People First Language

People First Language is a very simple concept: People are human beings first before they are people with disabilities. It is essential that you look beyond the "labeling" of the child's disability and avoid creating or reinforcing negative stereotypes. When speaking it is important to remember that a person is always a person first.

Using terms like "retarded" or "handicapped" categorizes the individual as having only that characteristic and ignores many positive ones. Avoid conveying a status rather than a characteristic. For example, it is acceptable to say "He has a learning disability," rather than "He is learning disabled." Always put the person before the disability in sentence construction.  

Also remember:

  • Focus on the person as an individual.
  • Don't place unfair limitations on the person.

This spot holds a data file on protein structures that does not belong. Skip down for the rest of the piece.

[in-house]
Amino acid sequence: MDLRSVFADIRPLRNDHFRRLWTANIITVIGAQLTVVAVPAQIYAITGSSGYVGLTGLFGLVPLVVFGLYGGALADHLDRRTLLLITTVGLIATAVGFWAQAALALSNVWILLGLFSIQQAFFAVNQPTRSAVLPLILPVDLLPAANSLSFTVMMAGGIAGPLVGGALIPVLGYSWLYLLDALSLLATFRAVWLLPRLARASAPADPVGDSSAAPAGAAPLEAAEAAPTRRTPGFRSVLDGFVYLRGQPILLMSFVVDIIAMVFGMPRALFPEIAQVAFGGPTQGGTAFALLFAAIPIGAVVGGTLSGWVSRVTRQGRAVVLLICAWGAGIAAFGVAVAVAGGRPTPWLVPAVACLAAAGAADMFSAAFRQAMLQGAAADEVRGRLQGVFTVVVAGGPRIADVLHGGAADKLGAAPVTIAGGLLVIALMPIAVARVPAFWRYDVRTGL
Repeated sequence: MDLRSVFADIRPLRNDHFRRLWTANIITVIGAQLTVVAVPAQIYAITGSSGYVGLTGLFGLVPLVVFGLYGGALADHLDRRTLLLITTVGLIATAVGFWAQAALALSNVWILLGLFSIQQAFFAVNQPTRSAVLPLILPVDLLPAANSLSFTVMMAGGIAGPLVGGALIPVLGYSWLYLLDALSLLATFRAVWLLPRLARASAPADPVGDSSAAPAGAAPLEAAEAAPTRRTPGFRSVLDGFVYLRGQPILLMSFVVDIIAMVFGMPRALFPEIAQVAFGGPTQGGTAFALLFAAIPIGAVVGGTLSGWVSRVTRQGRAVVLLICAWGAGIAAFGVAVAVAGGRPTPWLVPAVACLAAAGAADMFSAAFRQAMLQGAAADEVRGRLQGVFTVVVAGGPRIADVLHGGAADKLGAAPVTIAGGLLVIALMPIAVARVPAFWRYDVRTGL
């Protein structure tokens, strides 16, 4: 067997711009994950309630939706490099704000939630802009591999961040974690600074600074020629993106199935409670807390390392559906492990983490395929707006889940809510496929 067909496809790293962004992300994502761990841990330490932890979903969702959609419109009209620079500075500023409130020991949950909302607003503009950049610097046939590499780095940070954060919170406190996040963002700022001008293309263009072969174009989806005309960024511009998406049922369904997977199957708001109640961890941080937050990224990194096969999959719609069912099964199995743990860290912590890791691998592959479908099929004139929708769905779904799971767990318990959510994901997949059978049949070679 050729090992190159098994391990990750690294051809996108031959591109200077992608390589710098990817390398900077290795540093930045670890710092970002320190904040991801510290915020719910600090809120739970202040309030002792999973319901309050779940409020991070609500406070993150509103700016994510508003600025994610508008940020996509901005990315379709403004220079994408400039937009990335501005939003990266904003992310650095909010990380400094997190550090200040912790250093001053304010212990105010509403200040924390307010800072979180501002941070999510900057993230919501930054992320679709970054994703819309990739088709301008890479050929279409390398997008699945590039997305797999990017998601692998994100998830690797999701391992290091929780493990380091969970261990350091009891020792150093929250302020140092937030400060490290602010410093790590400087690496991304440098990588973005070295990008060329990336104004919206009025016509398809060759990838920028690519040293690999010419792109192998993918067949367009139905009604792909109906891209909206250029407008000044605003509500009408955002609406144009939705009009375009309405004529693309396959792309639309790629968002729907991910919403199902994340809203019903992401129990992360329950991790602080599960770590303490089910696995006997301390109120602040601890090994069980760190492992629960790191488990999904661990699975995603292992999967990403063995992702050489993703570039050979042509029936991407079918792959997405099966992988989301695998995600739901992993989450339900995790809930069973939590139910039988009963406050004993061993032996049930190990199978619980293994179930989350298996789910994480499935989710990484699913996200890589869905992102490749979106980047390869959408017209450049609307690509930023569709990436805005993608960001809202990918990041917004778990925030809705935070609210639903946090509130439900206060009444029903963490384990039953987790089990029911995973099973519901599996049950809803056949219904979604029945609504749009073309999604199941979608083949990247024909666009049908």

• Raise the self-esteem of the person with a disability, so the person can see past his/her own "label."
  • Treat people with dignity and respect.  Listen to that person.  Show them that what they have to say is important.
  • Provide the person with positive role models, by being one.
  • Let the person make his or her own decisions or choices when possible.
  • Let the person know that their goals are limitless.  Empower them to shoot for the stars!


Examples of People First Language:


Say this:

Instead of saying:


Confined to a wheelchair

Needs support


A child with cerebral palsy

Cerebral Palsied

A child with autism


A child with ADHD





Victim - unless a person was injured in a plane, train, or automobile or is the target of a crime, then they are not victim.

Poor/Unfortunate - these words are very offensive; DON"T USE THEM!

Funding for this program provided by the Department of Health and Human Services